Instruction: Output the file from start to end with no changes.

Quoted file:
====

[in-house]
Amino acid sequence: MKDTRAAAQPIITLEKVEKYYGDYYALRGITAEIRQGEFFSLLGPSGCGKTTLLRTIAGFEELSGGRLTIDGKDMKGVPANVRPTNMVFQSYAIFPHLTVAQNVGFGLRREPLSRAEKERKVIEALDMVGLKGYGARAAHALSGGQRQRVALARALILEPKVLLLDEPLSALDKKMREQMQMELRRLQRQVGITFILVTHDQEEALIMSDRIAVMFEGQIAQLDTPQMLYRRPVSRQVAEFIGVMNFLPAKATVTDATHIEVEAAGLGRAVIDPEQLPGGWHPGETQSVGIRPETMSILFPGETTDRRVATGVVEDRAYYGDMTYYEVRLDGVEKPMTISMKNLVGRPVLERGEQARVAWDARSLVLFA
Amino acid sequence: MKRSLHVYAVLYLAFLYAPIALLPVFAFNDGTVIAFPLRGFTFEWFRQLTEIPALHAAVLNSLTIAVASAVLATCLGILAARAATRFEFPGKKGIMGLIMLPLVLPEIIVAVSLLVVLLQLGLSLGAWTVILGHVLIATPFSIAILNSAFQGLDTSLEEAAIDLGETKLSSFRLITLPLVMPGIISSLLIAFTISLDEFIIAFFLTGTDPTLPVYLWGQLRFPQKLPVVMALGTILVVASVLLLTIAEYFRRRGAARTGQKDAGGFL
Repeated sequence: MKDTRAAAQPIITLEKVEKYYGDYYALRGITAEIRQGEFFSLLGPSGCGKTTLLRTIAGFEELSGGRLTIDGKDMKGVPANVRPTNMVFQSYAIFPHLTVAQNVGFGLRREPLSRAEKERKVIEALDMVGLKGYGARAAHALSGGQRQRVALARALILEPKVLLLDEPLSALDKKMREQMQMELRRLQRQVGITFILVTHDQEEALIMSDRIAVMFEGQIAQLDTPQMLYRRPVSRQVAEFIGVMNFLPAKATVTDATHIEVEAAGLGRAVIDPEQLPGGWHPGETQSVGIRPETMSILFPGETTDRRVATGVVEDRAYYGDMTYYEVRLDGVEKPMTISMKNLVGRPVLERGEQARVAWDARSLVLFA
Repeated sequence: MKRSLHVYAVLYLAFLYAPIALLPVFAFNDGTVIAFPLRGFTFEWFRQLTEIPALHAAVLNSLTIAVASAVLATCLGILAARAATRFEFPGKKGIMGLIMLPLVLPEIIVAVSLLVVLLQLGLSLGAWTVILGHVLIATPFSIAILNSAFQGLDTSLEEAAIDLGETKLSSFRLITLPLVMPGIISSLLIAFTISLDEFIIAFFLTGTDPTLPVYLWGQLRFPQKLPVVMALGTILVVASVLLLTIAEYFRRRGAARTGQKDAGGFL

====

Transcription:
[in-house]
Amino acid sequence: MKDTRAAAQPIITLEKVEKYYGDYYALRGITAEIRQGEFFSLLGPSGCGKTTLLRTIAGFEELSGGRLTIDGKDMKGVPANVRPTNMVFQSYAIFPHLTVAQNVGFGLRREPLSRAEKERKVIEALDMVGLKGYGARAAHALSGGQRQRVALARALILEPKVLLLDEPLSALDKKMREQMQMELRRLQRQVGITFILVTHDQEEALIMSDRIAVMFEGQIAQLDTPQMLYRRPVSRQVAEFIGVMNFLPAKATVTDATHIEVEAAGLGRAVIDPEQLPGGWHPGETQSVGIRPETMSILFPGETTDRRVATGVVEDRAYYGDMTYYEVRLDGVEKPMTISMKNLVGRPVLERGEQARVAWDARSLVLFA
Amino acid sequence: MKRSLHVYAVLYLAFLYAPIALLPVFAFNDGTVIAFPLRGFTFEWFRQLTEIPALHAAVLNSLTIAVASAVLATCLGILAARAATRFEFPGKKGIMGLIMLPLVLPEIIVAVSLLVVLLQLGLSLGAWTVILGHVLIATPFSIAILNSAFQGLDTSLEEAAIDLGETKLSSFRLITLPLVMPGIISSLLIAFTISLDEFIIAFFLTGTDPTLPVYLWGQLRFPQKLPVVMALGTILVVASVLLLTIAEYFRRRGAARTGQKDAGGFL
Repeated sequence: MKDTRAAAQPIITLEKVEKYYGDYYALRGITAEIRQGEFFSLLGPSGCGKTTLLRTIAGFEELSGGRLTIDGKDMKGVPANVRPTNMVFQSYAIFPHLTVAQNVGFGLRREPLSRAEKERKVIEALDMVGLKGYGARAAHALSGGQRQRVALARALILEPKVLLLDEPLSALDKKMREQMQMELRRLQRQVGITFILVTHDQEEALIMSDRIAVMFEGQIAQLDTPQMLYRRPVSRQVAEFIGVMNFLPAKATVTDATHIEVEAAGLGRAVIDPEQLPGGWHPGETQSVGIRPETMSILFPGETTDRRVATGVVEDRAYYGDMTYYEVRLDGVEKPMTISMKNLVGRPVLERGEQARVAWDARSLVLFA
Repeated sequence: MKRSLHVYAVLYLAFLYAPIALLPVFAFNDGTVIAFPLRGFTFEWFRQLTEIPALHAAVLNSLTIAVASAVLATCLGILAARAATRFEFPGKKGIMGLIMLPLVLPEIIVAVSLLVVLLQLGLSLGAWTVILGHVLIATPFSIAILNSAFQGLDTSLEEAAIDLGETKLSSFRLITLPLVMPGIISSLLIAFTISLDEFIIAFFLTGTDPTLPVYLWGQLRFPQKLPVVMALGTILVVASVLLLTIAEYFRRRGAARTGQKDAGGFL